The New York State Department of Tax and Finance told me it would take four to six weeks to process the tax return and they would send me the Consent to Dissolve document. For whatever reason it took eleven weeks. I called every three weeks to check in on the status to make sure it was moving along.

2 Fax Dissolution Paperwork With Credit Card Authorization Form 1515 to 518-474-1418.

This is the key step, which I actually messed up on multiple areas.

I received the Consent to Dissolve in the mail, which expired in a little less than three months.  I was busy and traveling but I did send it back and it arrived 10 days before the expiration date.

I called 10 days after the expiration of the Consent to Dissolve to check in. They said that the dissolution was rejected because it was processed after the expiration date. It does not matter the date the documents are received by the state. The only thing that matters is the processing date, which can be weeks later than received.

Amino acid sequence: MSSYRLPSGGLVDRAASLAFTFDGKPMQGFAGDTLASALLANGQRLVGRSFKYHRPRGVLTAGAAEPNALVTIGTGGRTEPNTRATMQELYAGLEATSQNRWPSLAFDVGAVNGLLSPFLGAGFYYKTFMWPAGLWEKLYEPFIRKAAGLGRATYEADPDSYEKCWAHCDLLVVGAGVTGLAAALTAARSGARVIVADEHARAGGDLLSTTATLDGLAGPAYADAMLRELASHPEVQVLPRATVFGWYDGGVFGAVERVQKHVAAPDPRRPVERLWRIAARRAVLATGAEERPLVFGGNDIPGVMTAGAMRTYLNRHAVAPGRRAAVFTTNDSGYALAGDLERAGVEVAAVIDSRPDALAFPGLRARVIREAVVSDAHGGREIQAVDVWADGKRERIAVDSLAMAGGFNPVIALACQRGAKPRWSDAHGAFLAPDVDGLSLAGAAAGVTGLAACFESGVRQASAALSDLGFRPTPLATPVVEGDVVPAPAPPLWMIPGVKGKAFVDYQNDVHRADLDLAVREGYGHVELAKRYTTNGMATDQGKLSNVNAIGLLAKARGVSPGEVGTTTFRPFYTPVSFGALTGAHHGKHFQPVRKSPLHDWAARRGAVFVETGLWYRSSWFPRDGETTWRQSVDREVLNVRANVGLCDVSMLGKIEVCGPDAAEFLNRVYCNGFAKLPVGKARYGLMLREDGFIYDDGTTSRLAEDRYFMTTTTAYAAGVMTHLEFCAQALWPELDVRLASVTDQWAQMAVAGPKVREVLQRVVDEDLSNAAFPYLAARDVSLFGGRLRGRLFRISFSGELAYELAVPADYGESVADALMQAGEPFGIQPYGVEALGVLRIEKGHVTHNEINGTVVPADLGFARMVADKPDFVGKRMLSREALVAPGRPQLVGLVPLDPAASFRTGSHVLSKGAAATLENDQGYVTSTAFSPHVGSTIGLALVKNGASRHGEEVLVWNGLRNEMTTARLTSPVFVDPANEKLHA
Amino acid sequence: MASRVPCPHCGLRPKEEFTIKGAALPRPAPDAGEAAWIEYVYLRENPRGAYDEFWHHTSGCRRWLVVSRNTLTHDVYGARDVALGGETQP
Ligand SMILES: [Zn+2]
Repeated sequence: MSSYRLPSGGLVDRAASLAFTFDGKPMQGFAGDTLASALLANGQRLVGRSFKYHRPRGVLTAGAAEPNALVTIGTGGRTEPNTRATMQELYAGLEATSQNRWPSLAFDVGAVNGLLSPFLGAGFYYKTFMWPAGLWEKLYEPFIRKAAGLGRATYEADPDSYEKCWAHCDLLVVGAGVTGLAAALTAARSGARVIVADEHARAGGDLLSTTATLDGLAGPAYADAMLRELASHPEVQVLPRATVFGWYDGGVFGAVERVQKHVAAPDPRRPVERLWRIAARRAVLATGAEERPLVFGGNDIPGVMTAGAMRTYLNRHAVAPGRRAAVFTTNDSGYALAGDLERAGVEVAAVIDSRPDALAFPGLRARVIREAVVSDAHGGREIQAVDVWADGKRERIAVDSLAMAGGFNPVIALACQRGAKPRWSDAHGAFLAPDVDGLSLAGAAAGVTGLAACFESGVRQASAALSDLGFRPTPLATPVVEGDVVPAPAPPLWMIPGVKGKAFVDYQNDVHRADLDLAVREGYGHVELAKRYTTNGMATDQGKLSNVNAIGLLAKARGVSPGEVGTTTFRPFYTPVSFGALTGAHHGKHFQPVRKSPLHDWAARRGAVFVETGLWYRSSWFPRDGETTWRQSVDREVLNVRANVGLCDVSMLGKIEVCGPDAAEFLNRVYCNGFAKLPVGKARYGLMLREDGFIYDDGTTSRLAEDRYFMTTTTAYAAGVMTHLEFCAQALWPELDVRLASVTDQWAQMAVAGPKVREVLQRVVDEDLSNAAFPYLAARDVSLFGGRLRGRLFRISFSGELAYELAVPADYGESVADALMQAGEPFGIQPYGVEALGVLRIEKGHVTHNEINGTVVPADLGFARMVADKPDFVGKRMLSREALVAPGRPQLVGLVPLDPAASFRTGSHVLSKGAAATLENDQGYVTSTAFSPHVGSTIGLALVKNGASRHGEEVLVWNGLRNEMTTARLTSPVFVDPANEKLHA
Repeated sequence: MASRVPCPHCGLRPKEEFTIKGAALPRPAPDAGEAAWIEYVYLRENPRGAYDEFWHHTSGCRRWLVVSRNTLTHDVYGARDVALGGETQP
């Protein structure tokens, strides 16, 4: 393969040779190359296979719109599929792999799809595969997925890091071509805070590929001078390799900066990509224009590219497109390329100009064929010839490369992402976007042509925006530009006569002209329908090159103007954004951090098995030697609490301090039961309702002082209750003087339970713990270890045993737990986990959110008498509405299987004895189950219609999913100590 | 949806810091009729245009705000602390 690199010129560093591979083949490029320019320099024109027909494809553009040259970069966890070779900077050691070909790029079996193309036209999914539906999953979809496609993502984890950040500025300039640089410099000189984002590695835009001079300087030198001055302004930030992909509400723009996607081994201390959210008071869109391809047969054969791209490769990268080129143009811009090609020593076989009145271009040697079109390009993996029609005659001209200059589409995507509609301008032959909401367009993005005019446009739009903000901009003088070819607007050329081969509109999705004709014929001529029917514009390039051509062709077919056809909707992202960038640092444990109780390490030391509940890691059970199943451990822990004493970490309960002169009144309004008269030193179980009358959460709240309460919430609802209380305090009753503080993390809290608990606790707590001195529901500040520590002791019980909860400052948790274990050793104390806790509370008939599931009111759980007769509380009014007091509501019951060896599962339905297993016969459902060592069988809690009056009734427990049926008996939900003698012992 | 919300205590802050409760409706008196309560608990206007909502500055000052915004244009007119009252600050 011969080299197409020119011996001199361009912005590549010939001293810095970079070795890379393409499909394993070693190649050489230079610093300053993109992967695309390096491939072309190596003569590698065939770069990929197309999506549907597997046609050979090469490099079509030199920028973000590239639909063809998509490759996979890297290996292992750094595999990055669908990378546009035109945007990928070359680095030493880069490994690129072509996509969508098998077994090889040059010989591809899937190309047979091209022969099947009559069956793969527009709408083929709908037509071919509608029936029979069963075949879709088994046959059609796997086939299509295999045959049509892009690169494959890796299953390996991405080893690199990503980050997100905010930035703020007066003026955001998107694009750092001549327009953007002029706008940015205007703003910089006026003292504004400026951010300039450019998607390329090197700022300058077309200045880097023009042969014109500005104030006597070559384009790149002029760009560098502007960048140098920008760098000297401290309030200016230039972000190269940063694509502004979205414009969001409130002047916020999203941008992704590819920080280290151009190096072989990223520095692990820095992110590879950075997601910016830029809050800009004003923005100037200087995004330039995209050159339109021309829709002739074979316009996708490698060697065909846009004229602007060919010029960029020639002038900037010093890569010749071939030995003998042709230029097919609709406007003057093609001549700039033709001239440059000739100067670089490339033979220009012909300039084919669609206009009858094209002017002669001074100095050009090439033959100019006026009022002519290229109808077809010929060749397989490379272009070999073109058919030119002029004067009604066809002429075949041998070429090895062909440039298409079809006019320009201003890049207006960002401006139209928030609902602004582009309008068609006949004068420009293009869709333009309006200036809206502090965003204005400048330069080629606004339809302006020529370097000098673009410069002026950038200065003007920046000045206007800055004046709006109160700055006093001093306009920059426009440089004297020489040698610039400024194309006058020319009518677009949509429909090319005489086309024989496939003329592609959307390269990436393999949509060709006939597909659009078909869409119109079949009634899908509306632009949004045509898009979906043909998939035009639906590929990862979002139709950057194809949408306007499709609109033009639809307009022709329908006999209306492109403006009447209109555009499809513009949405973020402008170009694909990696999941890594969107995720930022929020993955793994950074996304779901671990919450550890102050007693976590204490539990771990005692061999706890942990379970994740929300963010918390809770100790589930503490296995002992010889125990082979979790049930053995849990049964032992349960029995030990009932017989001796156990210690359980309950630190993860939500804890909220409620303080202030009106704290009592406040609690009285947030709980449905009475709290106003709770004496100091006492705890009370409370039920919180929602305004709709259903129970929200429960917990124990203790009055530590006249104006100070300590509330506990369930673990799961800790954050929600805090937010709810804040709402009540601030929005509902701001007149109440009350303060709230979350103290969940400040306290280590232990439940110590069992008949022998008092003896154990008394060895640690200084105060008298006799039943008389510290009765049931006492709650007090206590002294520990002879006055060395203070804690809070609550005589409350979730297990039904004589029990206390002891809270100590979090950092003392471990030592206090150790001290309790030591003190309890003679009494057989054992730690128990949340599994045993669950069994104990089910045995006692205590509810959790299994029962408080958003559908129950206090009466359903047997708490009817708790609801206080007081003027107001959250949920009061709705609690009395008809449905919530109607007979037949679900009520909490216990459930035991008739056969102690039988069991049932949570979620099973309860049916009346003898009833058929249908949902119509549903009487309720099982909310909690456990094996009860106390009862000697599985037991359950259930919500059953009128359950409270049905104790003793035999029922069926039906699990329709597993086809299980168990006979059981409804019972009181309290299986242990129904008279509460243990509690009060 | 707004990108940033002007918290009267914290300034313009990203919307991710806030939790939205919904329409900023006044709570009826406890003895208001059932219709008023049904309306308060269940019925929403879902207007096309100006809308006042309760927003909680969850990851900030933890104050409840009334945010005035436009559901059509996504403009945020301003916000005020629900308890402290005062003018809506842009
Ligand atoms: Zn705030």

They explained that the only way to make sure that my dissolution request gets processed right away is to fax it and pay a $25 processing fee for 24 hour expedited service.

To dissolve the NYS Corporation, first put together the documents: NYS Consent to Dissolve (you received this in the mail), prepare a Certificate of Dissolution and fill out the Credit Card Authorization Form 1515.

The only thing you need to know about the Certificate of Dissolution is in the FIFTH section the title of the signer must be Director. I wrote owner twice and it was rejected both times. The reason I was given was that it was not signed by a director. The first time I thought that I had forgotten to sign the document. The second time I knew I had signed it and asked who was supposed to sign it, since it was a corporation that never existed and I was the only person on the documents. They told me that the title of the signer must be written as director no matter what the actual title is/was.